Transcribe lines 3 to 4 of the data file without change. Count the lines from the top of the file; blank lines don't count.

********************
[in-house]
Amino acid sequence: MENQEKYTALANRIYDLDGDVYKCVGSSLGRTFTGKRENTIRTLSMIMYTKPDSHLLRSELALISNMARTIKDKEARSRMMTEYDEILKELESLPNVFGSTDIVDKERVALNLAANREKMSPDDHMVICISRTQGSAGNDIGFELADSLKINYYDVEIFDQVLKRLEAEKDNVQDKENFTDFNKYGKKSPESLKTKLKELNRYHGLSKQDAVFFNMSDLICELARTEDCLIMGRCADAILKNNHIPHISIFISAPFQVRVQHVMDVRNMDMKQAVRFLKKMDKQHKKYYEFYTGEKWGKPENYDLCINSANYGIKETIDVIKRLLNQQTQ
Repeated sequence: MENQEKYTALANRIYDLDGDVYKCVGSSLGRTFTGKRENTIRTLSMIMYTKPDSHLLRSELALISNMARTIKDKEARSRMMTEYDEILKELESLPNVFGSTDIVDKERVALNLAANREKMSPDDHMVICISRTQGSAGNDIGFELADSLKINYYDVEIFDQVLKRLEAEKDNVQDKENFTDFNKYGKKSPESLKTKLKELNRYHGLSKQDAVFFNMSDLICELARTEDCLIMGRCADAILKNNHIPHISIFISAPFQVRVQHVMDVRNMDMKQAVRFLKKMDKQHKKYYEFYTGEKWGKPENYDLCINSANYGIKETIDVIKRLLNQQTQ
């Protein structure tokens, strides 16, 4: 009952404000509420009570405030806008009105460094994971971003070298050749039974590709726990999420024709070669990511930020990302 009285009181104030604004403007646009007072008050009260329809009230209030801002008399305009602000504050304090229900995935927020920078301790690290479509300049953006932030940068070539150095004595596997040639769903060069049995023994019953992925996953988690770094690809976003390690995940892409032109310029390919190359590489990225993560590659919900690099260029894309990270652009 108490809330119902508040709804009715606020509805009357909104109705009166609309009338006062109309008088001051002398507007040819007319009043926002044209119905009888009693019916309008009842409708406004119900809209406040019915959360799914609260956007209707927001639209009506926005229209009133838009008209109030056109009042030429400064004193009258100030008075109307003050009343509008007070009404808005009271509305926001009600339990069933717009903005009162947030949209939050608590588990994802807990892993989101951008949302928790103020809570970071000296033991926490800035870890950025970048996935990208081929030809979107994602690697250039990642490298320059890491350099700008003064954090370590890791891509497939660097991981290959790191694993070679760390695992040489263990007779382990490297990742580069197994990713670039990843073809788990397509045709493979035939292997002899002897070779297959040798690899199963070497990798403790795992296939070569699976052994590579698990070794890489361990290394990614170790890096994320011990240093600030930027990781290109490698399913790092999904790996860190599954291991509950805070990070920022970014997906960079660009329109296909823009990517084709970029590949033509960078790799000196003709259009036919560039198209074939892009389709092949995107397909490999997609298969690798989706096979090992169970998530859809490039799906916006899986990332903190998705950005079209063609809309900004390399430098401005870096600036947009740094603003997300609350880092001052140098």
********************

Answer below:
Repeated sequence: MENQEKYTALANRIYDLDGDVYKCVGSSLGRTFTGKRENTIRTLSMIMYTKPDSHLLRSELALISNMARTIKDKEARSRMMTEYDEILKELESLPNVFGSTDIVDKERVALNLAANREKMSPDDHMVICISRTQGSAGNDIGFELADSLKINYYDVEIFDQVLKRLEAEKDNVQDKENFTDFNKYGKKSPESLKTKLKELNRYHGLSKQDAVFFNMSDLICELARTEDCLIMGRCADAILKNNHIPHISIFISAPFQVRVQHVMDVRNMDMKQAVRFLKKMDKQHKKYYEFYTGEKWGKPENYDLCINSANYGIKETIDVIKRLLNQQTQ
């Protein structure tokens, strides 16, 4: 009952404000509420009570405030806008009105460094994971971003070298050749039974590709726990999420024709070669990511930020990302 009285009181104030604004403007646009007072008050009260329809009230209030801002008399305009602000504050304090229900995935927020920078301790690290479509300049953006932030940068070539150095004595596997040639769903060069049995023994019953992925996953988690770094690809976003390690995940892409032109310029390919190359590489990225993560590659919900690099260029894309990270652009 108490809330119902508040709804009715606020509805009357909104109705009166609309009338006062109309008088001051002398507007040819007319009043926002044209119905009888009693019916309008009842409708406004119900809209406040019915959360799914609260956007209707927001639209009506926005229209009133838009008209109030056109009042030429400064004193009258100030008075109307003050009343509008007070009404808005009271509305926001009600339990069933717009903005009162947030949209939050608590588990994802807990892993989101951008949302928790103020809570970071000296033991926490800035870890950025970048996935990208081929030809979107994602690697250039990642490298320059890491350099700008003064954090370590890791891509497939660097991981290959790191694993070679760390695992040489263990007779382990490297990742580069197994990713670039990843073809788990397509045709493979035939292997002899002897070779297959040798690899199963070497990798403790795992296939070569699976052994590579698990070794890489361990290394990614170790890096994320011990240093600030930027990781290109490698399913790092999904790996860190599954291991509950805070990070920022970014997906960079660009329109296909823009990517084709970029590949033509960078790799000196003709259009036919560039198209074939892009389709092949995107397909490999997609298969690798989706096979090992169970998530859809490039799906916006899986990332903190998705950005079209063609809309900004390399430098401005870096600036947009740094603003997300609350880092001052140098």